Ebay claimed that, since it can’t verify the condition an item is returned in, it refunds sellers on a courtesy basis, but that Grimm has made several such claims of returned goods, so no longer qualifies. Ian Ewers received a similar message to Grimm after a buyer claimed two brand new £2,300 power supply units he’d sold were faulty a week after leaving a five-star review of them. They were sent back unboxed, poorly packaged and apparently damaged during use.

He sent before and after photos to eBay who told him they would refund the buyer and Ewers could appeal against their decision afterwards. When he tried to do so, he was refused. A message from customer services explained opaquely: “I understand that in our return policy the buyer should return an item in same condition and most of the times we our seller how if they receive item back in different condition. However, there are policy in place for this seller’s coverage and I am afraid in this case it would not be possible to grant your appeal [sic].”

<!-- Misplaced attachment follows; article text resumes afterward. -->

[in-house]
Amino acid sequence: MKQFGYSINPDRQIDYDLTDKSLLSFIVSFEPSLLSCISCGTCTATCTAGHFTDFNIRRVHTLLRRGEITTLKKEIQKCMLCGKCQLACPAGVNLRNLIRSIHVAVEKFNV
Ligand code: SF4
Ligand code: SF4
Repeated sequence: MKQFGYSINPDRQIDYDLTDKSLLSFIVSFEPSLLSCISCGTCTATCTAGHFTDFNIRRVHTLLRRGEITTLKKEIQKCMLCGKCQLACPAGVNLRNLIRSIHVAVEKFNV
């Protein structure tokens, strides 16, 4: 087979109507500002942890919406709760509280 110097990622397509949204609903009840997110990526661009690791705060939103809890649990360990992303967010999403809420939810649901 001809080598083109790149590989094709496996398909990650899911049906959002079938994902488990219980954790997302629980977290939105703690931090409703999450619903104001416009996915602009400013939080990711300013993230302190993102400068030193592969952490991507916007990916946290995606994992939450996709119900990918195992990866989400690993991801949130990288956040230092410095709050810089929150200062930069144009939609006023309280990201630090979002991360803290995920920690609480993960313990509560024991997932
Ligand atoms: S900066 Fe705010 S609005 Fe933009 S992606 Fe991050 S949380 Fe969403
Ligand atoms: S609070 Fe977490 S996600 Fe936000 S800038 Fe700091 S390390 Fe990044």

Ebay told the Observer that business sellers can’t appeal against faulty returns and says since the buyer provided a detailed description of the problem he had a right to return the goods. It has since unleashed debt collectors to recover the £2,300 from Ewers. “I’ve told them to take me to court and I look forward to defending the claim if it ever happens,” he says. He has also withdrawn his custom from eBay to whom he’s paid nearly £30,000 in sellers’ fees over 14 years. “I have finally realised I cannot do business with this company any longer,” he says. “Ebay sellers are like sitting ducks waiting to be scammed.”